I've used chiropracters before and they helped a little but not as much as I had hoped. When I was in an auto wreck 3 years ago I was referred to a physiatrist - an M.D. of physical medicine and rehabilitation. Wow, what a difference she made!! She was great and referred me not only to standard Western medicine but also to the Pilates exercise for therapy & to a 'Rolfer' ( www.rolf.org
) who did deep massage targeting the facial net (the sheat around the muscles) which is supposed to help you move correctly (think tension wires which allow controlled flexion but add stability to a whole system). The rolfer helped recover me from an old back injury (torsion muscle spasm and resulting skeletal twist) dating back to the early 1980s. People kept asking me if I had lost weight or had done something drastic but it was a matter of feeling good & being able to stand up straight & be strong similar to the boy shown at the second site mentioned earlier in this paragraph. It wasn't always pleasant in the area of the oldest injury where I had serious nerve issues but if you hear people say that it's painful or so severe & deep that you can only go to one session a month, that's not usually true.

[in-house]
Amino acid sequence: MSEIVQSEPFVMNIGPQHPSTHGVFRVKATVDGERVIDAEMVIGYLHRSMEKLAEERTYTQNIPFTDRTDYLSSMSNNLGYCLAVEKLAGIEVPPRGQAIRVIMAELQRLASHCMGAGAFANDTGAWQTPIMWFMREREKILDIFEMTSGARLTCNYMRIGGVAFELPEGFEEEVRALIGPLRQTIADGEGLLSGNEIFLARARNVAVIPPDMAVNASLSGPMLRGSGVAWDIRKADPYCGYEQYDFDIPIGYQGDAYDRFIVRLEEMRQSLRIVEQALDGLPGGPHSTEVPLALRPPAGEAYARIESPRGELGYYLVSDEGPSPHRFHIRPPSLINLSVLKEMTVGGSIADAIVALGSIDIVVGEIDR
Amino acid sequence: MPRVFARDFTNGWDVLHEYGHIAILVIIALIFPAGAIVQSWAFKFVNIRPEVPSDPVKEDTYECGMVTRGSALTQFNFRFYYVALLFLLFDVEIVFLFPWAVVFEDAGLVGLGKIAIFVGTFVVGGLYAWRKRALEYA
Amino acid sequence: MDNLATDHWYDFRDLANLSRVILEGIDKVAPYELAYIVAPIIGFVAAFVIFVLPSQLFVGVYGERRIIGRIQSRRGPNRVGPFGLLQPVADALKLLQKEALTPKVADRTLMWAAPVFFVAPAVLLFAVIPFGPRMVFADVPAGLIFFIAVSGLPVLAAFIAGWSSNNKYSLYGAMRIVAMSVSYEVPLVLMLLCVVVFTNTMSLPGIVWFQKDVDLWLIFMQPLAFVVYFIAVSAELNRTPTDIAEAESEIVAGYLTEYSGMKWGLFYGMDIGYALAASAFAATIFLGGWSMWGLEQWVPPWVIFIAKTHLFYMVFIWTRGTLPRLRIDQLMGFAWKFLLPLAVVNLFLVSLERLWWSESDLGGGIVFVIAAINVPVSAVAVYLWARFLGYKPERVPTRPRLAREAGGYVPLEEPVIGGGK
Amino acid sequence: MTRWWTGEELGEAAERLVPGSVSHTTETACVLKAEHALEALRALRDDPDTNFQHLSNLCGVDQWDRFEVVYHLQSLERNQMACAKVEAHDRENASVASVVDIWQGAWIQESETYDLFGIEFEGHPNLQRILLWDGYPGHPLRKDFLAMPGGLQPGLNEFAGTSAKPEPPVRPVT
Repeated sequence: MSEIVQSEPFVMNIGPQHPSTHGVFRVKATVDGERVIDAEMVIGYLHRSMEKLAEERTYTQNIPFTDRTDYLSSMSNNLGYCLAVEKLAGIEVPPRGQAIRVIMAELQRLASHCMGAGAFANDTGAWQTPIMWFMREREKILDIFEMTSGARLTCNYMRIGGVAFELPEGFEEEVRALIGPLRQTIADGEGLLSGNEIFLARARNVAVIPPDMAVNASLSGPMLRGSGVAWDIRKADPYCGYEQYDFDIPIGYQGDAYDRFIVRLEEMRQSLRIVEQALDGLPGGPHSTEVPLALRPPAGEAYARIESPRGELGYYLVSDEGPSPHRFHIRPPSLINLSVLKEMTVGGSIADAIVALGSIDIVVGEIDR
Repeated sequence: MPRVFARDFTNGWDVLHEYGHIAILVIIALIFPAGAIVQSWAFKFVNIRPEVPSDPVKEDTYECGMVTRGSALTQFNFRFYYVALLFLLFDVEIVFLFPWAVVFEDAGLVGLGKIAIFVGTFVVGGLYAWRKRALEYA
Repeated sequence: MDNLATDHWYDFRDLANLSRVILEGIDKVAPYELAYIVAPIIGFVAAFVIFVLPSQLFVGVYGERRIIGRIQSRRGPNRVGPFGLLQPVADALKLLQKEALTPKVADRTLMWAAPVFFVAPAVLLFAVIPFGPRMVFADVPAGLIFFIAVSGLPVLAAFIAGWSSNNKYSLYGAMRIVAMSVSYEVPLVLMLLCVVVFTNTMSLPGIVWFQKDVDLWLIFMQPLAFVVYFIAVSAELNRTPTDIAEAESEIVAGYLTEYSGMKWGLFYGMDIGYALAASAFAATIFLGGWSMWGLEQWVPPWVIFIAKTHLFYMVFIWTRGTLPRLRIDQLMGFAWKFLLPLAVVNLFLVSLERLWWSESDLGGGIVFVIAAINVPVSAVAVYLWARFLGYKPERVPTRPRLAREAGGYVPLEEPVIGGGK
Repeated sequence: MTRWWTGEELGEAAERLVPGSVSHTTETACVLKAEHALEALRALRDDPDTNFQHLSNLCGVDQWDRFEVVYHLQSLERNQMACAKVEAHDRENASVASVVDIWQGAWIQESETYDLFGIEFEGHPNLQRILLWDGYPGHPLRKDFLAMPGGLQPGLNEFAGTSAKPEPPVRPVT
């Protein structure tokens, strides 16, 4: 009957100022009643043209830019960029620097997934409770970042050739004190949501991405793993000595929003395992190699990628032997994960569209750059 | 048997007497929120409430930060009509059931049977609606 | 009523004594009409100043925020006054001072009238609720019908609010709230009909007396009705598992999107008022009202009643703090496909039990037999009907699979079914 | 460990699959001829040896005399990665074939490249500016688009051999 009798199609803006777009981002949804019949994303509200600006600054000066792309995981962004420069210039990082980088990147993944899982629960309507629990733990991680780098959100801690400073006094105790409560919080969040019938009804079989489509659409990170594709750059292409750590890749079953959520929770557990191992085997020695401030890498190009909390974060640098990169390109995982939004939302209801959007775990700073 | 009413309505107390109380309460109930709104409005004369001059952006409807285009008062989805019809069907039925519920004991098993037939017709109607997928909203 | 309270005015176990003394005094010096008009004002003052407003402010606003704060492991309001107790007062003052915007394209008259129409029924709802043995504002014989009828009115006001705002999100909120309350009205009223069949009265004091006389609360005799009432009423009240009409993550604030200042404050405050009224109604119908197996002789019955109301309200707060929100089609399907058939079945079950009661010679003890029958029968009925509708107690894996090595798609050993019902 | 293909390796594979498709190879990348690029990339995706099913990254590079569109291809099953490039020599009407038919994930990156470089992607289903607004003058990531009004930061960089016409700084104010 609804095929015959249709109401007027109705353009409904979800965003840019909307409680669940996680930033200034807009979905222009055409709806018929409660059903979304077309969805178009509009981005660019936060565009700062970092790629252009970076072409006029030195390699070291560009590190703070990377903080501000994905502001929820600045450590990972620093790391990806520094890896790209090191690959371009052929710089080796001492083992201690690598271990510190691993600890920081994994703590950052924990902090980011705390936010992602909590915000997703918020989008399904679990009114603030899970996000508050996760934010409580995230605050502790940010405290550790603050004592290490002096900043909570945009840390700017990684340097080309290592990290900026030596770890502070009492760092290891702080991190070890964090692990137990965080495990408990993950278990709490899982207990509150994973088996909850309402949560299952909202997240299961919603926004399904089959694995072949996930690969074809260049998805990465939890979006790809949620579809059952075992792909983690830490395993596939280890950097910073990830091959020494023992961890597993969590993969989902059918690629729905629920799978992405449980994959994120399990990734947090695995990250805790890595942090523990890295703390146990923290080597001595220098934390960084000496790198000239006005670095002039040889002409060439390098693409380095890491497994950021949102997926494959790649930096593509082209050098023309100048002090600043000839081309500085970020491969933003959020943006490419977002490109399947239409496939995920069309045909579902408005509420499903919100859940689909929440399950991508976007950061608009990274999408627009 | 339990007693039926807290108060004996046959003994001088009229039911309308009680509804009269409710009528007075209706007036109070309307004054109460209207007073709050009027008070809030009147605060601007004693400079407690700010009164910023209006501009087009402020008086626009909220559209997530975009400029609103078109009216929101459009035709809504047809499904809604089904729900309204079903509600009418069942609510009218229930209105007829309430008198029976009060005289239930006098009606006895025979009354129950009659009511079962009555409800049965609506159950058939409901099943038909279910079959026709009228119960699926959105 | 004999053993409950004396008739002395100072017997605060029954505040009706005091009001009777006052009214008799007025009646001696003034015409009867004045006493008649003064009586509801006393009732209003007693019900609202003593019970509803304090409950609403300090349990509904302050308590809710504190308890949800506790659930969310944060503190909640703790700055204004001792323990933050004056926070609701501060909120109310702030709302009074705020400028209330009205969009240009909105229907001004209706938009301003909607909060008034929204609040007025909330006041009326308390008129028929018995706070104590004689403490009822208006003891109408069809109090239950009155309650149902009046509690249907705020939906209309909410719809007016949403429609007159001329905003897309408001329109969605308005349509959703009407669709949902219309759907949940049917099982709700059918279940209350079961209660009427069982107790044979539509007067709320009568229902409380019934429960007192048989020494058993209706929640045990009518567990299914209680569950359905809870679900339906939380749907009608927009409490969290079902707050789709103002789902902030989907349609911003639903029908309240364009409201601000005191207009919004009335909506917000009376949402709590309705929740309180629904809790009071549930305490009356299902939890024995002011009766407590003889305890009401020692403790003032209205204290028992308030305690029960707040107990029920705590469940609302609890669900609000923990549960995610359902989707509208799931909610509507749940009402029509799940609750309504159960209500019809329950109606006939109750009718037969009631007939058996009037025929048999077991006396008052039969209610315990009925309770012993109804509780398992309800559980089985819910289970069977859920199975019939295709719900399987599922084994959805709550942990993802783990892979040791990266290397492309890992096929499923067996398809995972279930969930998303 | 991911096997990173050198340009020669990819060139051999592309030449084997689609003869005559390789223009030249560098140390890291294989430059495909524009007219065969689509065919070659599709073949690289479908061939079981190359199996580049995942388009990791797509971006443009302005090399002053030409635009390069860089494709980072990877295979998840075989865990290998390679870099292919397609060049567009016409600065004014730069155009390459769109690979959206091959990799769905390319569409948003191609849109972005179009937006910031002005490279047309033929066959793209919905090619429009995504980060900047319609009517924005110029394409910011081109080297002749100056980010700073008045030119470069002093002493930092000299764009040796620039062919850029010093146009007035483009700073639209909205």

[This message has been edited by BuggabooBren (edited 07-24-2005).]